Automation is likely to transform the way we work. While the extent of its impact is up for debate, what just a few years ago sounded like the plot of a science fiction blockbuster now seems a likely eventuality: Automation could render vast swathes of our everyday working lives redundant. And it’s not just the blue-collar work that robots are coming for; technological advances can automate as many cognitive tasks as manual ones.

In its report “The Future of Skills: Employment in 2030,” Pearson listed financial clerks, financial specialists, and other office and administrative support workers as having a low probability for “future increased demand.” The same report listed customer service and elementary sales as occupations whose human days may well be numbered. The message to white-collar workers is clear: Reskill, or face a bleak future.

Ironically, one of the tools organizations are likely to need in order to facilitate reskilling on this scale is, itself, technology-based. Seventy-seven percent of U.S. companies already offer online training, and the global market for corporate e-learning is expected to grow by 13 percent year over year, according to Research and Markets. But this growth isn’t necessarily linked to success. Learner engagement in online courses remains pitifully low, with some sources suggesting that as many as 70 percent of participants drop out before the end.

As researchers Young Ju Joo, Kyu Yon Lim and Su Mi Kim surmised in a 2012 article, “Despite the rapid growth of e-learning in the corporate training sector, this has not always guaranteed an equivalent improvement in the quality of learning.” Online learners are often expected to carry out training in the context of their jobs, meaning they’re easily distracted by day-to-day tasks, and their concentration suffers.

If reskilling white-collar workers to meet the demands of a post-AI workplace relies on digital learning, it’s clear we need to rethink our approach, starting by pinpointing exactly why e-learning has such an engagement problem. All too often, the reasons given for offering online training over face-to-face learning are that it’s faster, cheaper and more convenient. All are true, but they’re not compelling enough to capture employees’ undivided attention. For something to be worth actively engaging in, employees need to believe that it will benefit them personally.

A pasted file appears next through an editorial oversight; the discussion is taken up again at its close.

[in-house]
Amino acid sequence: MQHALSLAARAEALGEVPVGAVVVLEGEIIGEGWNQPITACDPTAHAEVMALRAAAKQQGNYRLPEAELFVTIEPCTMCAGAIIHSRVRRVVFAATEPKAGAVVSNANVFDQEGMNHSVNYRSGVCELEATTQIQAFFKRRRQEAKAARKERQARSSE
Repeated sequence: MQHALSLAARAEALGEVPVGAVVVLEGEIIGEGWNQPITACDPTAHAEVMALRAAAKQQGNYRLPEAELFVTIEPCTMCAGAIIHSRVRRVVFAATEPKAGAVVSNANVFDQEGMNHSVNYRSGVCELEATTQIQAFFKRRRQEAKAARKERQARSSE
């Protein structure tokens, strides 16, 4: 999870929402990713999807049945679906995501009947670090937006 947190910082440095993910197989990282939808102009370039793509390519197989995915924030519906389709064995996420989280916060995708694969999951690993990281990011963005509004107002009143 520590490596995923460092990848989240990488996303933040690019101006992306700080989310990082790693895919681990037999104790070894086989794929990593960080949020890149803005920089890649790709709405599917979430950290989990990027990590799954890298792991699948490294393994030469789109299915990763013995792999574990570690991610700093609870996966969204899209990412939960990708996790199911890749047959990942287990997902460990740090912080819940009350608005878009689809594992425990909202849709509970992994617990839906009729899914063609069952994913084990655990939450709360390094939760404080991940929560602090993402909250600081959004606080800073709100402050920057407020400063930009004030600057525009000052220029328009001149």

Bain & Co’s “Elements of Value” pyramid suggests that the value of any product or service lies in the type of need it addresses: functional, emotional, life-changing or social impact. Much like Maslow’s Hierarchy of Needs, these needs are nested on top of each other, with functional, as the most basic need, on the bottom and social impact sitting at the top of the pyramid.

From this point of view, traditional e-learning typically only addresses the most basic, functional needs: It informs, saves time and money, and reduces the effort it takes to attend training. All are important, but to capture the attention of our time-stretched white-collar employees, we need to look further up the pyramid.

Rather than “This course is going to quickly and painlessly communicate information you should know,” how about, “This experience is going to show you how to be better at your job; equip you with the skills you need to succeed in an increasingly competitive, automated work environment; and, ultimately, improve the lives of you, your customers and your colleagues”? Now there’s something worth sitting up and paying attention to.

It’s not just about the way a digital learning session is marketed; employees will quickly cotton on to false promises. When designing e-learning, we need to shift our thinking away from “What do I want to teach?” and toward “What do I want people to think, feel and do differently”? We need to stop seeing e-learning as a vehicle for knowledge transmission and start recognizing it as a platform for behavior change. And we need to employ clever digital facilitation techniques to make that change as easy as possible for the learner.

That means fewer talking heads and multiple-choice quizzes, which are both designed to impart knowledge. Instead, use environmental cues that encourage learners to put new skills into practice – for example, a calendar invite that prompts them to act at a pre-specified time or a desktop background that acts as a physical reminder of a new way of behaving. Adopt a “show; don’t tell” approach to videos: Demonstrate what great looks like or the consequences of inaction.

In many ways, we’re right to fear the technological invasion. But the flip side is that there are now a multitude of ways to connect with employees virtually and keep that connection alive long after the learning experience has ended. Yes, it saves time and money. More than that, if we get e-learning right, it may save our livelihoods. Looking back at the value pyramid, there can be no greater social impact.